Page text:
Weird.

Anyone else?

7/28/2010 06:12:00 PM  
Blogger julie said...

Van,
Yep - in fact, this morning I was going to say something to the effect that the reason the post didn't generate comments or stick in bob's mind the first time was that it could only be properly comprehended in the dark. Then I thought it looked like I was being facetious, so I scrapped it. Then popped in with something inane later ;)

7/28/2010 06:55:00 PM  
Blogger julie said...

...And hours later, it seems I was right. Revelation is the cosmic depth charge whose payload may be known, but whose rippling effects can only be experienced in full as it acts from within. Hence it isn't enough to simply know that there was this guy named Jesus who did us all a favor a couple thousand years ago. Rather, the journey begins with that knowledge, and the deustination, the hope and the goal, is to internalize and metabolize it, for when we take and eat we know and are known from the inside out. But there is no Communion without Oui (thanks, Van ;) and Whee! Also whoa and ?! but it's all part of the wave effect, and up and down we go...

Incidentally, just as I was about to unleash that little ramble, I heard a loud thump outside as though something largish had just jumped the backyard fence. Naturally, I was concerned, so went on the alert, listening for hooligans lurking around the premises. Then I heard a noise by the front door, and saw a hint of motion so I proceeded with caution to take a look out the front window. There in the tree three feet from the window, a family of bobcats were climbing, a mother and two kits. The kits were house cat sized, the mama easily twice that. All kinds of mysteries emerge when we stop and listen in the dark. Still, I'm very glad they were only bobcats and not cougars. Or hooligans. And with that, I have about an hour to try and sleep before someone needs food. Sweet dreams, amigos!

7/28/2010 11:47:00 PM  
Blogger JP said...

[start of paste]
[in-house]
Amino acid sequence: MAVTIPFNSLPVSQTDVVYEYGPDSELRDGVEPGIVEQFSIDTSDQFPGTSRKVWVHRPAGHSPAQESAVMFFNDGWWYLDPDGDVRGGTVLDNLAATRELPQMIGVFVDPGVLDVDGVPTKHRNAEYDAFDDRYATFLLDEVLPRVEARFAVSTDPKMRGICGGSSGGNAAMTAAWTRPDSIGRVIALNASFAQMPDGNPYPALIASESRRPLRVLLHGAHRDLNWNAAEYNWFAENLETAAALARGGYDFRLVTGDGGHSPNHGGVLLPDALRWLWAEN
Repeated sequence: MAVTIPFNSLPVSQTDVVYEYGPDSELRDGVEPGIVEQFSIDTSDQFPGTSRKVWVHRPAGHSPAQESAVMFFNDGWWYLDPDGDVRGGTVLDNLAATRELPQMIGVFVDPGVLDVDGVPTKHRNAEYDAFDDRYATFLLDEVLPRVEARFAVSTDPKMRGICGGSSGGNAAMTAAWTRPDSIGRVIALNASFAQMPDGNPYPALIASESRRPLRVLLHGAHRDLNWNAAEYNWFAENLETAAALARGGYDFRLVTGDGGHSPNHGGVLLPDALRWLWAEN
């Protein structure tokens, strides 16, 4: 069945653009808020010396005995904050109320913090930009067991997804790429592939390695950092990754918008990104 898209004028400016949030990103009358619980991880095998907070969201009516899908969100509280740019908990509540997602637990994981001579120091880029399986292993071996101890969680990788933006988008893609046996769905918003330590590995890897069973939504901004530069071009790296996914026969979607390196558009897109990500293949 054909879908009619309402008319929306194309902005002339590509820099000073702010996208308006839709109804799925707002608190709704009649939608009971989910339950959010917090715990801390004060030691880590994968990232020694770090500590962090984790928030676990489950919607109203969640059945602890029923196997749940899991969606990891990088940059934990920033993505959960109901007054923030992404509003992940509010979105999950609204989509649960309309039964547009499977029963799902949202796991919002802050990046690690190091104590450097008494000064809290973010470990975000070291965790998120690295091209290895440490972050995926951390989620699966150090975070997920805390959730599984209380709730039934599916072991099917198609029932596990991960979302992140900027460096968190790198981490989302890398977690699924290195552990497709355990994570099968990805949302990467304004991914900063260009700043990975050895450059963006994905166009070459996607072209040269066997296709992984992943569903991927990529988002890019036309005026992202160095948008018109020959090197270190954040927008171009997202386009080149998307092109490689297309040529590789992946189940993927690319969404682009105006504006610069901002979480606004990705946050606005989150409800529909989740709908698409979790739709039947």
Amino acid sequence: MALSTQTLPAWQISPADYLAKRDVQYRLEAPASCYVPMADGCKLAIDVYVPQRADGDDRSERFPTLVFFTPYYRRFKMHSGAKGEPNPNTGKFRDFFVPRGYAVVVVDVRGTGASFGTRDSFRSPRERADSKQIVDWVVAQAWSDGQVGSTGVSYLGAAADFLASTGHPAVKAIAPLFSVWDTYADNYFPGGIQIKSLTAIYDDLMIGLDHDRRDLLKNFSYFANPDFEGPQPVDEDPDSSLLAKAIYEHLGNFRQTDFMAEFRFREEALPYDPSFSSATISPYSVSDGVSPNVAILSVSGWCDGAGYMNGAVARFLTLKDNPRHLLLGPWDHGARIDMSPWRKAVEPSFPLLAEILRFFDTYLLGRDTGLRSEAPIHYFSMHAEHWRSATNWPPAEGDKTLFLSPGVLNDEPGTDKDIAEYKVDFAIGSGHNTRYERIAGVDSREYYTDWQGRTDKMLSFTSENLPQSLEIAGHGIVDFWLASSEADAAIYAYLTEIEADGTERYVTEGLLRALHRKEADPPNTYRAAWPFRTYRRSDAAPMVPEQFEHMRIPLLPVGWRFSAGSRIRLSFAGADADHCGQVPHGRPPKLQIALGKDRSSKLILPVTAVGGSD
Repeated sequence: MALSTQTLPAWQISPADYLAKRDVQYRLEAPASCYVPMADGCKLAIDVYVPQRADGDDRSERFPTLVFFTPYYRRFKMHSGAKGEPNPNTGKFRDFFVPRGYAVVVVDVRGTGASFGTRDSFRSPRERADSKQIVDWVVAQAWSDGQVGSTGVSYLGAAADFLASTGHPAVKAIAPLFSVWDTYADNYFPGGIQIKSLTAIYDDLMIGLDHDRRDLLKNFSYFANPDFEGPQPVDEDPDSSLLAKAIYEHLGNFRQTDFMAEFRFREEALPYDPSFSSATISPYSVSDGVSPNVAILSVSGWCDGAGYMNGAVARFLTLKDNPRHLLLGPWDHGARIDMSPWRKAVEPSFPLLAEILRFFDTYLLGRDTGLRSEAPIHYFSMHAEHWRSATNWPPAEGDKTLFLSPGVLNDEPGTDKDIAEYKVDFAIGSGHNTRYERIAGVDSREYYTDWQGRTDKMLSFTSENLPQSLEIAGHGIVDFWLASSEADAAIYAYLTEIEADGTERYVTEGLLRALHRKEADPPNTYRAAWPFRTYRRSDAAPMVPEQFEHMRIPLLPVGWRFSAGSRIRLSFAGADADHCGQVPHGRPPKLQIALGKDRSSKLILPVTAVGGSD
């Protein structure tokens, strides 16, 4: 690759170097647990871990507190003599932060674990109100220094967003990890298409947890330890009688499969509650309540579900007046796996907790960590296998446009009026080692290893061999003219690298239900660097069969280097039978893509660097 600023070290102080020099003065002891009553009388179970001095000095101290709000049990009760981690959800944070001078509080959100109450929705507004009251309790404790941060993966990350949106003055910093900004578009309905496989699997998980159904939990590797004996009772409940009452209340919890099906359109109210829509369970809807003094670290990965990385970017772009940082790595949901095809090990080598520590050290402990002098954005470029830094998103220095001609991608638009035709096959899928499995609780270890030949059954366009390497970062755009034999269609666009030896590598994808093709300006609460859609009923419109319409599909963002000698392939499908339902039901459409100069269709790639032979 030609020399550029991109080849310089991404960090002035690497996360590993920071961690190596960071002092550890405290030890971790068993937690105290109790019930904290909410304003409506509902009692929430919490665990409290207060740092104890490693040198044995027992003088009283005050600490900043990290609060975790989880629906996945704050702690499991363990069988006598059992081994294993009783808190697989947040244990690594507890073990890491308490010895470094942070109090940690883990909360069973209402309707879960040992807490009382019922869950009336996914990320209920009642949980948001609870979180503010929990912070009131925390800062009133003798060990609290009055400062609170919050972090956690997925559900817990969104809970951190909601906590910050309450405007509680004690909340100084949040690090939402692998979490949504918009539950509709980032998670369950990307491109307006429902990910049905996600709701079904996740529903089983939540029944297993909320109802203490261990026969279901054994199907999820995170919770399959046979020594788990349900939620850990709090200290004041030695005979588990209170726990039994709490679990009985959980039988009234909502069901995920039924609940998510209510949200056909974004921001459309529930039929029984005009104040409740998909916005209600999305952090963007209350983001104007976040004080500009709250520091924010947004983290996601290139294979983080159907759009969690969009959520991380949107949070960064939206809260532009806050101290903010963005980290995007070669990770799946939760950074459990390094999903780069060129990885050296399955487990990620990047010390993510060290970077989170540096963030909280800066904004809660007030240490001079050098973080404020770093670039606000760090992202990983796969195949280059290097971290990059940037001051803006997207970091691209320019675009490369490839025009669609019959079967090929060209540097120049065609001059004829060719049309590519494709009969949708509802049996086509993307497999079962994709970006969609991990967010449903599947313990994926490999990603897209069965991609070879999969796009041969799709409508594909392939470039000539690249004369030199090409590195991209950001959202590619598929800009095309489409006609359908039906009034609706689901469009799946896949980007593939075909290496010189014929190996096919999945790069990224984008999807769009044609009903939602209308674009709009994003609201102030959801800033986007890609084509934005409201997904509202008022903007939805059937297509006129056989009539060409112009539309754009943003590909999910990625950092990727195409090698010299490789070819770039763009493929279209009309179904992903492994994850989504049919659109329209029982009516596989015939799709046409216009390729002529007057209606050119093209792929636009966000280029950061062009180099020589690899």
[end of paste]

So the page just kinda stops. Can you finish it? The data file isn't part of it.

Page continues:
Sorry, Van.

It actually inspired me to comment, whereas recently I have been not commenting.

See my prior comment for details. If I didn't have a lot of work to do, I would comment more.

7/29/2010 06:31:00 AM  
Blogger Mizz E said...

I love this post & I love this phrase: "slackular degeneration"

wv sez "sharen", so that's what I'll be doin' now:

Rabbi Simcha writes:

"The movie Inception “works” on many levels, as a philosophical puzzle and as sheer glossy entertainment.

As a rabbi, I couldn’t help thinking of the Kabbalist teaching that while we sleep, our souls leave our bodies and ascend to their heavenly source in order to replenish energy.



The Kabbalistic commentary called The Zohar explains that when we sleep 59 out of 60 parts of our soul have now left the body, leaving only that 1/60 to sustain us physically.

In this disembodied state, the soul encounters visions usually off limits to within our everyday world..."

7/29/2010 07:45:00 AM  
Blogger Russell said...

Bob: "Or, as with contemporary progressives, it can only be held together by hatred and lies."

Julie: "The virtues of the past are the vices of today."

And there is the negative center of those with no vertical center.

7/29/2010 09:15:00 AM  
Blogger Rick said...

Thanks, MizzE.
My son has seen the movie twice and it's been difficult for him to not tell me all about it.
(I didn't read your article yet..but I will :-) I'll send it to him now, though.)

7/29/2010 10:42:00 AM  
Blogger JP said...

Inception is the only movie that I've wanted to see since the The Lord of the Rings.

Of course, that's because I'm trying to take up lucid dreaming as a hobby since about August of last year.

I finally generated a dream with mirrors that I could actually remember about four days ago. That was another one of my goals. Generate mirrors in my dreams.